The African Continental Free Trade Area (AfCFTA) will boost market freedom by accelerating competition to make the most efficient business communities within Africa. This can only be achieved by unburdening businesses from bureaucratic and regulatory constraints. Africa’s internal trade is the lowest of any continent, a situation that the AfCFTA seeks to rectify by creating a single continental market for goods and services, accelerating the movement of trade and goods by cutting tariffs by 90%, and eliminating visas. With 54 of the African Union’s 55 member countries participating, Eritrea being the only outstanding signatory, trading within the AfCFTA commences in July 2020. Countries that benefit the most will be those that can streamline their trading regimens, from customs procedures to border post operations, and improve their transportation infrastructure. Africa’s business communities have been advocates for the AfCFTA and will be pressuring their governments to make the necessary progress. Constituting a vital component, Market Freedom holds the potential to uplift businesses in Africa and, in turn, boosting continental economic growth.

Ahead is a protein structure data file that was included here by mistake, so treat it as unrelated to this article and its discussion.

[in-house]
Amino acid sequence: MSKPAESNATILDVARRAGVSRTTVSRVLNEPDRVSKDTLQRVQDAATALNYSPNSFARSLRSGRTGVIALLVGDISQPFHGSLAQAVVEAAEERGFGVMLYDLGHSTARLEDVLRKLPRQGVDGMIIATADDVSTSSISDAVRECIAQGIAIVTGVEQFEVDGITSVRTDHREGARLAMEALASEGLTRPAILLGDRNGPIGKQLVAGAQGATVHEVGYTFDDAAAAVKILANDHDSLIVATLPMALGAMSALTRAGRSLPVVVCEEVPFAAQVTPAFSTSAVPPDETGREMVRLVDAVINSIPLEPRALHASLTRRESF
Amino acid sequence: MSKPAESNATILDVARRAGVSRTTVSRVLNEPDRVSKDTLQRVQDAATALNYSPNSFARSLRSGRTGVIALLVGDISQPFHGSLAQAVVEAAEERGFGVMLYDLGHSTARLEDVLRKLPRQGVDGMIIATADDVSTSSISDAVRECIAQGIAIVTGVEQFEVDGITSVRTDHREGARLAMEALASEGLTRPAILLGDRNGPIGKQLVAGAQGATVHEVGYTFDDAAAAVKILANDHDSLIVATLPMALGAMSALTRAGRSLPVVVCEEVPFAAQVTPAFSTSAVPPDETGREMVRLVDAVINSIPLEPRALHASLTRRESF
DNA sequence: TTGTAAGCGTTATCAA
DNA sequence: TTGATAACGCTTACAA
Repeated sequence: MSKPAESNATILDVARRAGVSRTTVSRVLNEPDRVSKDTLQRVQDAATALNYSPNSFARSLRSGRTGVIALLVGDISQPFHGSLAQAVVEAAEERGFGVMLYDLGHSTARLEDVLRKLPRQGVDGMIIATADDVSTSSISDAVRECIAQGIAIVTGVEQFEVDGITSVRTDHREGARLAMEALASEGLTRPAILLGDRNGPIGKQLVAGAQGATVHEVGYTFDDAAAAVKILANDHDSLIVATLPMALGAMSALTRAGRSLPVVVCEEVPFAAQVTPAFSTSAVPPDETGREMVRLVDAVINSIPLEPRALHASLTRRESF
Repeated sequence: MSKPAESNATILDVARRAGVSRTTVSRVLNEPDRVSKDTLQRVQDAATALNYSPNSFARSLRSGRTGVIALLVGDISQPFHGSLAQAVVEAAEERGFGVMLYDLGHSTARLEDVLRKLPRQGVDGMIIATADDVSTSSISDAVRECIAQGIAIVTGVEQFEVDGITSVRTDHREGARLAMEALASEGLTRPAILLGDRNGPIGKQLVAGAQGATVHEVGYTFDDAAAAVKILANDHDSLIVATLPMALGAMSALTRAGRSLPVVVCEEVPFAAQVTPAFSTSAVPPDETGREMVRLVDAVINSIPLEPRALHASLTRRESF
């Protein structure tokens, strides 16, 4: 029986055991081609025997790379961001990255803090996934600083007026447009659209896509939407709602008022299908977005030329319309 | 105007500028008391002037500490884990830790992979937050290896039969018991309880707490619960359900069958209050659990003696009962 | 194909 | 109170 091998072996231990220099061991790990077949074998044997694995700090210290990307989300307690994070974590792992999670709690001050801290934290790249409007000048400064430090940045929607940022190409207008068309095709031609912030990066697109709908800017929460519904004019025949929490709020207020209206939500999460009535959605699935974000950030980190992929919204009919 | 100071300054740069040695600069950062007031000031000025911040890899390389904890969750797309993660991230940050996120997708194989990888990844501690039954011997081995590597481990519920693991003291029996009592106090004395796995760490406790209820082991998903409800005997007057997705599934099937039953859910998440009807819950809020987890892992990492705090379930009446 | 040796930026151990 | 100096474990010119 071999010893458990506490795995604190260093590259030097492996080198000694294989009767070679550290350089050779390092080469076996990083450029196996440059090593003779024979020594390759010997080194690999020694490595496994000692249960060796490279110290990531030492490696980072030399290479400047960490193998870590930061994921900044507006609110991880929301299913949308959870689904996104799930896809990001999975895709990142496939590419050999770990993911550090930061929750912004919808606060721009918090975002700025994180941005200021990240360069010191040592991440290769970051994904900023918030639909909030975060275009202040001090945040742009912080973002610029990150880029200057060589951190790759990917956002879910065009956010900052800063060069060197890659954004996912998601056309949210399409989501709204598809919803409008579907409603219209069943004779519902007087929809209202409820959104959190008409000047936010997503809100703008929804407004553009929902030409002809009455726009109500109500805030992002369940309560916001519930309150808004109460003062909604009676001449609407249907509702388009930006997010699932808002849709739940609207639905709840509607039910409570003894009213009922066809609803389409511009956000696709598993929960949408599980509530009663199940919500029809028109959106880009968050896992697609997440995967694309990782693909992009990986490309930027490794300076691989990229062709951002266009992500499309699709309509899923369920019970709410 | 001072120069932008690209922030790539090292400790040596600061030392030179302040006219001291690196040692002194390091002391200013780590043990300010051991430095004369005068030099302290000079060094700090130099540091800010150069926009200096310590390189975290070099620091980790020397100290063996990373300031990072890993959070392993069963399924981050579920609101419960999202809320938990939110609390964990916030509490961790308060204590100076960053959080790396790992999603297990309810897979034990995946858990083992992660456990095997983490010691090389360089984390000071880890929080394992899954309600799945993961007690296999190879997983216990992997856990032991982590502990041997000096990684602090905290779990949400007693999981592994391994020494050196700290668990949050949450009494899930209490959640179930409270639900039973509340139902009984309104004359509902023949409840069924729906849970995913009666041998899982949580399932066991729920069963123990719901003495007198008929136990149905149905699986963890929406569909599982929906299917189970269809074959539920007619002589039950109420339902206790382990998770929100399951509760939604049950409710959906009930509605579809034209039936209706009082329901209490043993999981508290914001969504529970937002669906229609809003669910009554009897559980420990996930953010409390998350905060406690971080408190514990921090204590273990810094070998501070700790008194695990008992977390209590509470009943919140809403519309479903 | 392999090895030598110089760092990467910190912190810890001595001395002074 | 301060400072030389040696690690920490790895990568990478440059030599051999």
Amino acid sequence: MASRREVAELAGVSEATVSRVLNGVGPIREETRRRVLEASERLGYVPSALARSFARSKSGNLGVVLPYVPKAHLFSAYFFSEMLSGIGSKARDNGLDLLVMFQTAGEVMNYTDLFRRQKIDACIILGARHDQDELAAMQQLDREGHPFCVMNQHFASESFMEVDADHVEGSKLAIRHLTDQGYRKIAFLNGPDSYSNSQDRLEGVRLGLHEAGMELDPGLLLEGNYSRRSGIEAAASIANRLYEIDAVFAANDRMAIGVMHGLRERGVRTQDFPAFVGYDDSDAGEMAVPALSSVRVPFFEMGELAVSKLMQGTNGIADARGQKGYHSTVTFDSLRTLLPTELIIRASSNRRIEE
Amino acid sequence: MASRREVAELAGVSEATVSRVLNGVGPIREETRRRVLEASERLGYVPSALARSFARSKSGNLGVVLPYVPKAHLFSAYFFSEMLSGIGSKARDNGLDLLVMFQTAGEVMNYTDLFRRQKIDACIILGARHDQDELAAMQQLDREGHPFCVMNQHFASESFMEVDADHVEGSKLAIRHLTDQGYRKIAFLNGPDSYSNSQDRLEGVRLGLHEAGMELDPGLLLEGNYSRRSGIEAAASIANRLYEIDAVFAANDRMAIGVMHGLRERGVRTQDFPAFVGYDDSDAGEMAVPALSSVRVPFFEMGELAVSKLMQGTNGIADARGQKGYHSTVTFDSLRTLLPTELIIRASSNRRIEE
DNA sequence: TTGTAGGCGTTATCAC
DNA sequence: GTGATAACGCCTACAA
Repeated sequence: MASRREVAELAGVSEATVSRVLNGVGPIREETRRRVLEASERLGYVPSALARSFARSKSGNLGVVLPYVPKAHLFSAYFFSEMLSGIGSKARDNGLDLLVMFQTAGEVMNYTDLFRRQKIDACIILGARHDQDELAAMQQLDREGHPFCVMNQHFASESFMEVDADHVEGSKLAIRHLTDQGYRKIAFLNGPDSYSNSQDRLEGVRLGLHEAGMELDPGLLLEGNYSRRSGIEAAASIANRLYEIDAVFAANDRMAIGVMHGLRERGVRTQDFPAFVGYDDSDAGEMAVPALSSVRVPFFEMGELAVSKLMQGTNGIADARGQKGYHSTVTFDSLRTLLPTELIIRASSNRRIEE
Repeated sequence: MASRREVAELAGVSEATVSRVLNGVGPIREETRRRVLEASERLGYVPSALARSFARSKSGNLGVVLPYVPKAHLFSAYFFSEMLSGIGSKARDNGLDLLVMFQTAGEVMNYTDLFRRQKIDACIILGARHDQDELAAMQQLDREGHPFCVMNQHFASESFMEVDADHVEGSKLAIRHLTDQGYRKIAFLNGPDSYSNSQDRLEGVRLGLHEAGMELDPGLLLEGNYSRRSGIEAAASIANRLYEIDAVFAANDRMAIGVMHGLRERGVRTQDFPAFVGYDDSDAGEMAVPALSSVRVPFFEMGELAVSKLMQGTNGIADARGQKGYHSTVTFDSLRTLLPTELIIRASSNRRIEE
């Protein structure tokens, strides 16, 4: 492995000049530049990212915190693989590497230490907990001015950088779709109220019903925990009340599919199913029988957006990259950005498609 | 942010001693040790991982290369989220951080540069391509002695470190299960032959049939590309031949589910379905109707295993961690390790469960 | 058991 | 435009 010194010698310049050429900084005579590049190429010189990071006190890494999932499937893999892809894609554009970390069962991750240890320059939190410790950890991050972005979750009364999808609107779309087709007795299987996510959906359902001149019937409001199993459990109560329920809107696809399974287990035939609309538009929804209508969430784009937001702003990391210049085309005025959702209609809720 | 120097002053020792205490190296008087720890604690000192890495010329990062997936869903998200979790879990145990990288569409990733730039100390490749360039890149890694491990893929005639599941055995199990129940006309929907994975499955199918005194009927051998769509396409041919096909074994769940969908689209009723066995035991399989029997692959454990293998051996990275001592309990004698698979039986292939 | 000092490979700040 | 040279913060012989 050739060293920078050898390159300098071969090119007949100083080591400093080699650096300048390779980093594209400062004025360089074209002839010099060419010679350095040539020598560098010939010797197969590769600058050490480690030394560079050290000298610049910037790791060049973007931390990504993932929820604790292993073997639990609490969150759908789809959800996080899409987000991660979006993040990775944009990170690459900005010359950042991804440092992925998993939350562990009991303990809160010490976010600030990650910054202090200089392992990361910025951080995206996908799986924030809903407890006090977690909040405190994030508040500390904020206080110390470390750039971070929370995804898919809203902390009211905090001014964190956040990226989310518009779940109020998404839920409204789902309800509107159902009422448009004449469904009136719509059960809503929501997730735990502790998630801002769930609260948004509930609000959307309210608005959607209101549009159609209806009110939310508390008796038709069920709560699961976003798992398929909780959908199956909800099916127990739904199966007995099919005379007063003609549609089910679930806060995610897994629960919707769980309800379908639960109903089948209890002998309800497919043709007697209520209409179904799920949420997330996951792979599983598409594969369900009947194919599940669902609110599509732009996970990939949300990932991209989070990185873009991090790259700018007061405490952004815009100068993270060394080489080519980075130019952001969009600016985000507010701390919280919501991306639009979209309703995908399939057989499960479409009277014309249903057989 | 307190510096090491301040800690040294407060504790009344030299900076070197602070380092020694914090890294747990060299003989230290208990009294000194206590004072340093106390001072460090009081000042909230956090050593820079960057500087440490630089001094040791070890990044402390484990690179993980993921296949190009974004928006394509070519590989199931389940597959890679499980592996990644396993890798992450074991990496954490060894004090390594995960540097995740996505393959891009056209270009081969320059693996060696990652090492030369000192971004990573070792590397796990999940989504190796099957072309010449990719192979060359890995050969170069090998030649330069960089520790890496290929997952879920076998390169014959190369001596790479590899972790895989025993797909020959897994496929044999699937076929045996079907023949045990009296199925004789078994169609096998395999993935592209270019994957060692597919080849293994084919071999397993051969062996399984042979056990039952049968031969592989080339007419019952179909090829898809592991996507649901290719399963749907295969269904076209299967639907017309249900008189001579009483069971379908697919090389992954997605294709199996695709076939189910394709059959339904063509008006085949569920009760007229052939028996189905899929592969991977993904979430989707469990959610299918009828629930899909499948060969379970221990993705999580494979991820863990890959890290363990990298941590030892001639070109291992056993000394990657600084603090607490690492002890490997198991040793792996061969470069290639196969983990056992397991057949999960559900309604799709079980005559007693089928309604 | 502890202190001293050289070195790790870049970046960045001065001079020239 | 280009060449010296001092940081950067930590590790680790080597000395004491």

Find out more about ACBR here: https://www.inonafrica.com/africa-country-benchmark-report-acbr/

Critical point

▪ Market Freedom is the highest scoring segment in ACBR 2019’s Business quadrant, although the continental average score of 51.34 is not impressive.
▪ African governments recognise the value of market freedom, and countries are gradually liberalising their economies through freeing enterprises and the privatisation of state monopolies.
▪ The AfCFTA will boost market freedom continentally by putting pressure on governments to better facilitate business and trade.